I have said that St. Francis deliberately did not see the wood for the trees.
It is even more true that he deliberately did not see the mob for the men...
To him a man was always a man and did not disappear in a dense crowd
any more than in a desert. He honored all men; that is, he not only loved
but respected them all. What gave him his extraordinary personal power
was this; that from the Pope to the beggar, from the Sultan of Syria in his
pavilion to the ragged robbers crawling out of the wood, there never was
a man who looked into those brown burning eyes without being certain
that Francis Bernadone was really interested in him; in his own inner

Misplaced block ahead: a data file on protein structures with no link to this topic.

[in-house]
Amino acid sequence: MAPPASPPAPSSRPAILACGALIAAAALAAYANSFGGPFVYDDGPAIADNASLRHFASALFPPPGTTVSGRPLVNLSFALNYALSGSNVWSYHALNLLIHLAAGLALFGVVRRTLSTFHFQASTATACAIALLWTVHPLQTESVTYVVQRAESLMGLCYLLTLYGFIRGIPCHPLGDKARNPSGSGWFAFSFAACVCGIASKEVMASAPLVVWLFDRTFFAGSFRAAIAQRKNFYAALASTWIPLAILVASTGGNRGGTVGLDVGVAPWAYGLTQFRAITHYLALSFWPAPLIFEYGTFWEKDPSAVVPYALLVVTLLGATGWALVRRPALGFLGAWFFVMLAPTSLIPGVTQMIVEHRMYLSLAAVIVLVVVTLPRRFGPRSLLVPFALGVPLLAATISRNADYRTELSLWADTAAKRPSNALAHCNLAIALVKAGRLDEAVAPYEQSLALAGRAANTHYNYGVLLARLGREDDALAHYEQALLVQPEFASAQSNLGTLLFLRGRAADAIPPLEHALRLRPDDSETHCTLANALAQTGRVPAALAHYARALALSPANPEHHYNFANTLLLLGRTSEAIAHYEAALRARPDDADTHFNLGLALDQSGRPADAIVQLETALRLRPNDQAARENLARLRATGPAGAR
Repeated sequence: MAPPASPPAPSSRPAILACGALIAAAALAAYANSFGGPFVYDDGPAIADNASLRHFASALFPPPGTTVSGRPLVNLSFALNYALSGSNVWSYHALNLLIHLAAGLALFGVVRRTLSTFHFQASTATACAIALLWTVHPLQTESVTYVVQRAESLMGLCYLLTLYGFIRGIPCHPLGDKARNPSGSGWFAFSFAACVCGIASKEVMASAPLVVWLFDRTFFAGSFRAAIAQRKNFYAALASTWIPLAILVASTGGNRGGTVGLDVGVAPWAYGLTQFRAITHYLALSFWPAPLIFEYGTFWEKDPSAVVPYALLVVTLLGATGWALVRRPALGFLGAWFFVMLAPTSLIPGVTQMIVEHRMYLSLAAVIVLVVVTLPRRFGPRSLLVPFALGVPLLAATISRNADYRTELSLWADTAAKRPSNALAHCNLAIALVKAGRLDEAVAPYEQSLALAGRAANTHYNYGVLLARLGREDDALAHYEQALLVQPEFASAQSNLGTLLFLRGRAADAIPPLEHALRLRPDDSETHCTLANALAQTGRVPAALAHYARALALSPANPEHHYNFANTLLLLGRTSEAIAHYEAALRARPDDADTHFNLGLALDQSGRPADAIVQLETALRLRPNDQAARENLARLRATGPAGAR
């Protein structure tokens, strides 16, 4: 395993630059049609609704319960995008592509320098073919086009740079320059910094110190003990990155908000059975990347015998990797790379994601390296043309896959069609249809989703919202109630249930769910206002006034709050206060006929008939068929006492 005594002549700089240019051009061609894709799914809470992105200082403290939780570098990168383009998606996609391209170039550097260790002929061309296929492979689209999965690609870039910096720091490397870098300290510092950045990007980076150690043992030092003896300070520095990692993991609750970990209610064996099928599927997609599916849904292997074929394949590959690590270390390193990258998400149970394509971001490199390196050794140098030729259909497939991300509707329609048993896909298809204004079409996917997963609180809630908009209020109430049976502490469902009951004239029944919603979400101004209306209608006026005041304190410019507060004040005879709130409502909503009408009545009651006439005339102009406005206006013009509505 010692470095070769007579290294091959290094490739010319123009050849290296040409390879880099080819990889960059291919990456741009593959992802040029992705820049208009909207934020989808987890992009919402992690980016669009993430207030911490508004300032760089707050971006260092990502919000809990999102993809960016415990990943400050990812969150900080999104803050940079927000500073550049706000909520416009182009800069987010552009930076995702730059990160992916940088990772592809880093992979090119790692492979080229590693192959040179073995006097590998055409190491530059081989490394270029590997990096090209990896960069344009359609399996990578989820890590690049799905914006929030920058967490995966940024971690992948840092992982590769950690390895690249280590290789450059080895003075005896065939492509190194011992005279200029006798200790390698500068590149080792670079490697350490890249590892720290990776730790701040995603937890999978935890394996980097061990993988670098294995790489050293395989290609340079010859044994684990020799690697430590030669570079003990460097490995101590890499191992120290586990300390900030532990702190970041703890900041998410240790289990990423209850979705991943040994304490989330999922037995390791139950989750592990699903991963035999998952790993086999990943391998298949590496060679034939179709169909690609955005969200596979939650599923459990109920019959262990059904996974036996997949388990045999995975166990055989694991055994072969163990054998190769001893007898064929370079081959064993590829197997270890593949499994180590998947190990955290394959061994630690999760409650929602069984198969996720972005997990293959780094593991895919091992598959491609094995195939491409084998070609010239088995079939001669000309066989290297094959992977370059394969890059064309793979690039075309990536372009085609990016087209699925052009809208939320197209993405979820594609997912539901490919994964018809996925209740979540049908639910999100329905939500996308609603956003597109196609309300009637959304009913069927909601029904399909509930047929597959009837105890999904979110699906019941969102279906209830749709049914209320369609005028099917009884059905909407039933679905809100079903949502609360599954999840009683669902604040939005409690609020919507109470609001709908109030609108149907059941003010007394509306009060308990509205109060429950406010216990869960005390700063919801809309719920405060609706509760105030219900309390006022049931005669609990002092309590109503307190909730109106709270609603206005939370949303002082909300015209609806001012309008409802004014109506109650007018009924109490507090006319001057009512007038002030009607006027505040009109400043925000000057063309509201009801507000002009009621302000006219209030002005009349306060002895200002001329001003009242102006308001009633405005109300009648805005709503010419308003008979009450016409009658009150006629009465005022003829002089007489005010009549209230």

individual life from the cradle to the grave; that he himself was being
valued and taken seriously, and not merely added to the spoils of some
social policy or the names in some clerical document.

St. Francis is the mirror of Christ rather as the moon is the image of the sun.

He knew that the praise of God stands on its strongest grounds when it stands on nothing.

It was the whole calculation, so to speak, of that innocent cunning, that the world
was to be outflanked and outwitted by him, and be embarrassed about what to do
with him. You could not threaten to starve a man who was ever striving to fast. You
could not ruin him and reduce him to beggary, for he was already a beggar. There
was a very lukewarm satisfaction even in beating him with a stick, when he only
indulged in little leaps and cries of joy because indignity was his only dignity. You
could not put his head in a halter without the risk of putting it in a halo.